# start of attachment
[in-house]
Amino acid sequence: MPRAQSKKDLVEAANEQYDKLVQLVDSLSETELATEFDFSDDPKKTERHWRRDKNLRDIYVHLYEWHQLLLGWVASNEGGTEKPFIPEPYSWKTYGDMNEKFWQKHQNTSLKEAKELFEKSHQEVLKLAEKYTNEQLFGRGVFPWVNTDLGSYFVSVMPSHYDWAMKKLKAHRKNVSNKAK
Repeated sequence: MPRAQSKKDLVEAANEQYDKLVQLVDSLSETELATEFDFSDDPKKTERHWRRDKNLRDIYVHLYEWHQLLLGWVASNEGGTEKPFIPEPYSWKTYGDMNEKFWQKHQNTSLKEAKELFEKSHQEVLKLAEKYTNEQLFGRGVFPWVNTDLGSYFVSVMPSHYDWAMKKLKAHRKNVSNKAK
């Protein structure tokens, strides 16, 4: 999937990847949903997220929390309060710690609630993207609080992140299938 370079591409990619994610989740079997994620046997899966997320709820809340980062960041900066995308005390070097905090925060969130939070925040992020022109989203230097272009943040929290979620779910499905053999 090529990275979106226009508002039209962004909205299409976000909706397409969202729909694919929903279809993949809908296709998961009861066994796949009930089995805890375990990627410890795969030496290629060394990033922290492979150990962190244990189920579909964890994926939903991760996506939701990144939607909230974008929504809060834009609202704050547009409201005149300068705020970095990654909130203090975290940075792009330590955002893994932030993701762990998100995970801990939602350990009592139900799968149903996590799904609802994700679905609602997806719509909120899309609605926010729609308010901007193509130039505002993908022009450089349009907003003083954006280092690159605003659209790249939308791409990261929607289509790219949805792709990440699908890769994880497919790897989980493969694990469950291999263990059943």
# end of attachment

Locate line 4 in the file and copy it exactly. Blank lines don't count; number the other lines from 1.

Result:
């Protein structure tokens, strides 16, 4: 999937990847949903997220929390309060710690609630993207609080992140299938 370079591409990619994610989740079997994620046997899966997320709820809340980062960041900066995308005390070097905090925060969130939070925040992020022109989203230097272009943040929290979620779910499905053999 090529990275979106226009508002039209962004909205299409976000909706397409969202729909694919929903279809993949809908296709998961009861066994796949009930089995805890375990990627410890795969030496290629060394990033922290492979150990962190244990189920579909964890994926939903991760996506939701990144939607909230974008929504809060834009609202704050547009409201005149300068705020970095990654909130203090975290940075792009330590955002893994932030993701762990998100995970801990939602350990009592139900799968149903996590799904609802994700679905609602997806719509909120899309609605926010729609308010901007193509130039505002993908022009450089349009907003003083954006280092690159605003659209790249939308791409990261929607289509790219949805792709990440699908890769994880497919790897989980493969694990469950291999263990059943």